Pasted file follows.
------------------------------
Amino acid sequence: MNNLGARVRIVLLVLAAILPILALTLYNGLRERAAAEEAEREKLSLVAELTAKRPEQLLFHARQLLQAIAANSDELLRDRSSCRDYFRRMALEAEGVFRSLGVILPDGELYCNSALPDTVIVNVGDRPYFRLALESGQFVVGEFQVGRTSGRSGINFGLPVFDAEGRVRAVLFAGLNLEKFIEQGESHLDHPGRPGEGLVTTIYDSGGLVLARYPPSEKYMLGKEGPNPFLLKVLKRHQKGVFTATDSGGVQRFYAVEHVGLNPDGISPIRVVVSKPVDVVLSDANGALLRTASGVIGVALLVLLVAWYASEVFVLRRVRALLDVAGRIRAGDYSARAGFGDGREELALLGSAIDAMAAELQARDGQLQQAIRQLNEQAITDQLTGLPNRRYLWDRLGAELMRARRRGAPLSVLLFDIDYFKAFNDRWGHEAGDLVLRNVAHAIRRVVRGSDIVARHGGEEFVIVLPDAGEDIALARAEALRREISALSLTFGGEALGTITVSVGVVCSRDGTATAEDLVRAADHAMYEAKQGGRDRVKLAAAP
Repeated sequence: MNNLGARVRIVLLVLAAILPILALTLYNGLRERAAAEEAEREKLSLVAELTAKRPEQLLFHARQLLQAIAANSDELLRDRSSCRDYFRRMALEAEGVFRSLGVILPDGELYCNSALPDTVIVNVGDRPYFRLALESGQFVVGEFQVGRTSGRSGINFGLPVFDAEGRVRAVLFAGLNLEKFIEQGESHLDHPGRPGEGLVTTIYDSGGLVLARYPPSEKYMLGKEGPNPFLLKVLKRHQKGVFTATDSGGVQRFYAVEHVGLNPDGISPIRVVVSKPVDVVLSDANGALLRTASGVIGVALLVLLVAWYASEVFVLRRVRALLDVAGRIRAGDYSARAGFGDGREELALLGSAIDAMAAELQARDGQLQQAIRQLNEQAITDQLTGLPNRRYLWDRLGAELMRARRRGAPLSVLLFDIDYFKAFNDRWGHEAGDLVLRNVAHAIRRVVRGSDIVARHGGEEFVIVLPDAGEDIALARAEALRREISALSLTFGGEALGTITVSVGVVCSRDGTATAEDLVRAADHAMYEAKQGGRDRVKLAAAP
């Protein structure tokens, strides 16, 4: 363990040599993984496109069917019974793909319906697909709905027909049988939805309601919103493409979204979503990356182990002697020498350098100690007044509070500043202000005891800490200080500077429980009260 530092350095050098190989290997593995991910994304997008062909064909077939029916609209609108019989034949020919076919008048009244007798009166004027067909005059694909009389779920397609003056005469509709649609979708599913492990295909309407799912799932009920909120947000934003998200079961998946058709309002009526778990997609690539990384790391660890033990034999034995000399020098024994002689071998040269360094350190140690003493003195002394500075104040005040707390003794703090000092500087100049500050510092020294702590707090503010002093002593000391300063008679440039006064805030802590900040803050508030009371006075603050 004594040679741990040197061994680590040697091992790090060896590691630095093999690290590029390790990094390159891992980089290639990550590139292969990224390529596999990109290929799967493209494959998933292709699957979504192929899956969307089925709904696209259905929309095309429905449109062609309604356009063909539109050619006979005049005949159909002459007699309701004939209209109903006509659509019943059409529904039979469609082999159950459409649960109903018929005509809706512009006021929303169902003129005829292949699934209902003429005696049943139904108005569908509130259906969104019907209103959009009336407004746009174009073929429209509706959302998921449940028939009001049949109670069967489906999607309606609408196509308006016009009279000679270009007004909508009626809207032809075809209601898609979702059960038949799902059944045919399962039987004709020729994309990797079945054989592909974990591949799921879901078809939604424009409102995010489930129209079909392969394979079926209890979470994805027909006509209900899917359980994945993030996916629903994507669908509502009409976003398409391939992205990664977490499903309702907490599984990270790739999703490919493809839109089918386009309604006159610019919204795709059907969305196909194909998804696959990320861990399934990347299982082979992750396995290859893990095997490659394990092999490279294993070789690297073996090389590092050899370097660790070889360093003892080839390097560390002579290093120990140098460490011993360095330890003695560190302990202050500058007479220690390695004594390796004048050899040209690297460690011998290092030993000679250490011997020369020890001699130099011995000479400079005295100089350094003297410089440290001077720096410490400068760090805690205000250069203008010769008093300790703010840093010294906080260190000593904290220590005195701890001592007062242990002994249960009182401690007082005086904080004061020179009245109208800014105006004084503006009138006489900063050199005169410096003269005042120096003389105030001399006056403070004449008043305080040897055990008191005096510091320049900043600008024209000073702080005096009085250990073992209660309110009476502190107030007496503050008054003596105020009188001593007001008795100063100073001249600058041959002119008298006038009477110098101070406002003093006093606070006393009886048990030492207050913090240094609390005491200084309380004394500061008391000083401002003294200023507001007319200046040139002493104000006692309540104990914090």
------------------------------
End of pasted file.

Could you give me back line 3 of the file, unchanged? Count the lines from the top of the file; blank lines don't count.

């Protein structure tokens, strides 16, 4: 363990040599993984496109069917019974793909319906697909709905027909049988939805309601919103493409979204979503990356182990002697020498350098100690007044509070500043202000005891800490200080500077429980009260 530092350095050098190989290997593995991910994304997008062909064909077939029916609209609108019989034949020919076919008048009244007798009166004027067909005059694909009389779920397609003056005469509709649609979708599913492990295909309407799912799932009920909120947000934003998200079961998946058709309002009526778990997609690539990384790391660890033990034999034995000399020098024994002689071998040269360094350190140690003493003195002394500075104040005040707390003794703090000092500087100049500050510092020294702590707090503010002093002593000391300063008679440039006064805030802590900040803050508030009371006075603050 004594040679741990040197061994680590040697091992790090060896590691630095093999690290590029390790990094390159891992980089290639990550590139292969990224390529596999990109290929799967493209494959998933292709699957979504192929899956969307089925709904696209259905929309095309429905449109062609309604356009063909539109050619006979005049005949159909002459007699309701004939209209109903006509659509019943059409529904039979469609082999159950459409649960109903018929005509809706512009006021929303169902003129005829292949699934209902003429005696049943139904108005569908509130259906969104019907209103959009009336407004746009174009073929429209509706959302998921449940028939009001049949109670069967489906999607309606609408196509308006016009009279000679270009007004909508009626809207032809075809209601898609979702059960038949799902059944045919399962039987004709020729994309990797079945054989592909974990591949799921879901078809939604424009409102995010489930129209079909392969394979079926209890979470994805027909006509209900899917359980994945993030996916629903994507669908509502009409976003398409391939992205990664977490499903309702907490599984990270790739999703490919493809839109089918386009309604006159610019919204795709059907969305196909194909998804696959990320861990399934990347299982082979992750396995290859893990095997490659394990092999490279294993070789690297073996090389590092050899370097660790070889360093003892080839390097560390002579290093120990140098460490011993360095330890003695560190302990202050500058007479220690390695004594390796004048050899040209690297460690011998290092030993000679250490011997020369020890001699130099011995000479400079005295100089350094003297410089440290001077720096410490400068760090805690205000250069203008010769008093300790703010840093010294906080260190000593904290220590005195701890001592007062242990002994249960009182401690007082005086904080004061020179009245109208800014105006004084503006009138006489900063050199005169410096003269005042120096003389105030001399006056403070004449008043305080040897055990008191005096510091320049900043600008024209000073702080005096009085250990073992209660309110009476502190107030007496503050008054003596105020009188001593007001008795100063100073001249600058041959002119008298006038009477110098101070406002003093006093606070006393009886048990030492207050913090240094609390005491200084309380004394500061008391000083401002003294200023507001007319200046040139002493104000006692309540104990914090």